some linking Yukon with Alaska and southern Canada. The Klondike Gold Rush was the main even in Yukon’s history. Gold was discovered along the Klondike River near Dawson City in August 1896. Over 40,000 people came to the region to find gold during the following two years. After the gold rush the population declined from over 27,000 to just over 4,000. The second most important event in Yukon’s history was the construction of the Alaska Highway during the Second World War which finally connected the territory with southern Canada. The road is an all-weather road and is 2,451 km long.
Mining and mineral exploration have been mainstays of the Yukon economy since the turn of the century. The territory is rich in minerals and the industry continues to grow with mining of gold, copper, lead, tungsten, zinc, coal and silver. The area is also rich in oil and gas but as yet the Yukon’s potential in this
area is still untapped. This leads to exciting new opportunities for the future. The tourism industry is the single largest private contributor to the economy. It is estimated that 70% of Yukoners work in a tourism related field. Over 300,000 people visit the Yukon every year, that is ten times the normal population. The oldest industry in the territory is the fur trade with the largest portion of trappers’ incomes coming from the sale of lynx and marten pelts. Sales of wolverine, fox, muskrat and beaver are also important. Other significant industries include agriculture and fishing. The average weekly earnings in Yukon amount to $852.80 which is around 14% above the national average.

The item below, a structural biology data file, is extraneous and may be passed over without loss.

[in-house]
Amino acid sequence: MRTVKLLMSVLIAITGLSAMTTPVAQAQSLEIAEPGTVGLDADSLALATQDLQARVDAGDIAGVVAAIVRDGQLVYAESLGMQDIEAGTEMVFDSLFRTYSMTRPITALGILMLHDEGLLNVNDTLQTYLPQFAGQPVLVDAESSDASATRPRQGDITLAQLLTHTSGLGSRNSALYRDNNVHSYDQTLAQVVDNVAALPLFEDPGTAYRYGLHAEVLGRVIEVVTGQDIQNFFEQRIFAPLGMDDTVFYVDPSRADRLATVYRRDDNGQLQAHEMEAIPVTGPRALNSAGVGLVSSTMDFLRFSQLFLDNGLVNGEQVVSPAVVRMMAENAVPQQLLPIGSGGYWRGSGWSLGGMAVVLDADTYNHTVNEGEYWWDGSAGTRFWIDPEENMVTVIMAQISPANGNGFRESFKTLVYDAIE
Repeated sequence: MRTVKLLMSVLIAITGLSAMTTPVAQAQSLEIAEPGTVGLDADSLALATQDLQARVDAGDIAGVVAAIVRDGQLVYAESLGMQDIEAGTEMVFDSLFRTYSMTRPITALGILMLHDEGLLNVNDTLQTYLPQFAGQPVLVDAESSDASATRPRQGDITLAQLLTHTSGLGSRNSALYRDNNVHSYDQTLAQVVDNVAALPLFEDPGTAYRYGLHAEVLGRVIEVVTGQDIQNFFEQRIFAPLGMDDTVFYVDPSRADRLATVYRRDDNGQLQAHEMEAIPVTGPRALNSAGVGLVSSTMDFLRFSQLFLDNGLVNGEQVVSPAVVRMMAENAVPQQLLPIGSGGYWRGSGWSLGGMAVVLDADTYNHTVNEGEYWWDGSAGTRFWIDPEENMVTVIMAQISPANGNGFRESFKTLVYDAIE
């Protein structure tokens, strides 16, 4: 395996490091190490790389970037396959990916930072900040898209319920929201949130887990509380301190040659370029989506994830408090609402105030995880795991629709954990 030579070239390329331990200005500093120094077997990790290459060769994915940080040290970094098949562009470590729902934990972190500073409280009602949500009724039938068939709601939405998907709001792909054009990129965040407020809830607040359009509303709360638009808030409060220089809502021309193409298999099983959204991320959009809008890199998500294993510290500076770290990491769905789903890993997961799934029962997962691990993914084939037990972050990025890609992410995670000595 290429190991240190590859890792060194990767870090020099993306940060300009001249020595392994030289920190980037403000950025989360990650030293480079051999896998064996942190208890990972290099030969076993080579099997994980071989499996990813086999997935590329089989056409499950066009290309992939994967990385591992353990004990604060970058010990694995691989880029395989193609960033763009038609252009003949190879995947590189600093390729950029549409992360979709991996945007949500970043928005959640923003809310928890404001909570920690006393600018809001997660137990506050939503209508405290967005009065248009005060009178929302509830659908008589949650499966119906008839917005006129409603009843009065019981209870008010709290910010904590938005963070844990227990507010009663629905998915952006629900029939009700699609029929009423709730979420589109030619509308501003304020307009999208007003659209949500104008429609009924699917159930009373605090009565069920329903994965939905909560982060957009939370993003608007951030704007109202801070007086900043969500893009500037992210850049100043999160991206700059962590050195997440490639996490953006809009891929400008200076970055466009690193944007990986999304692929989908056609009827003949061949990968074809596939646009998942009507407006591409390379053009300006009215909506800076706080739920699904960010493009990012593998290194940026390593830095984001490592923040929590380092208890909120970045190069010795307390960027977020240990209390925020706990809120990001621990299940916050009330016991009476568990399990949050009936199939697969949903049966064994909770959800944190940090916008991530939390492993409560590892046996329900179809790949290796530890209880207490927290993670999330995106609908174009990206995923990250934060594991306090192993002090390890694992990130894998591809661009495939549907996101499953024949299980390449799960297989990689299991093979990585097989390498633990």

The Yukon has a sub-arctic continental climate with temperatures reaching as high as 36.1°C in the summer months and as low as minus 60°C in the winter. The lowest temperature ever recorded was a mind-numbing -62.8ºC in Snag in February 1947. Average frost free
period ranges from 93 days in the Watson Lake area to 21 days at Haines Junction. As well as varying greatly geographically, frost free periods vary substantially from year to year at any location. Average annual precipitation ranges from less than 20 cm west of Whitehorse to more than 40 cm in Watson Lake. The Southwest Yukon, where most agricultural production occurs, lies within the rainshadow created by the St. Elias and Coastal mountains. South-west Yukon is subject to droughts between April and July. Snowfall is actually often lower than many parts of southern Canada with averages of 50-70 cm annually.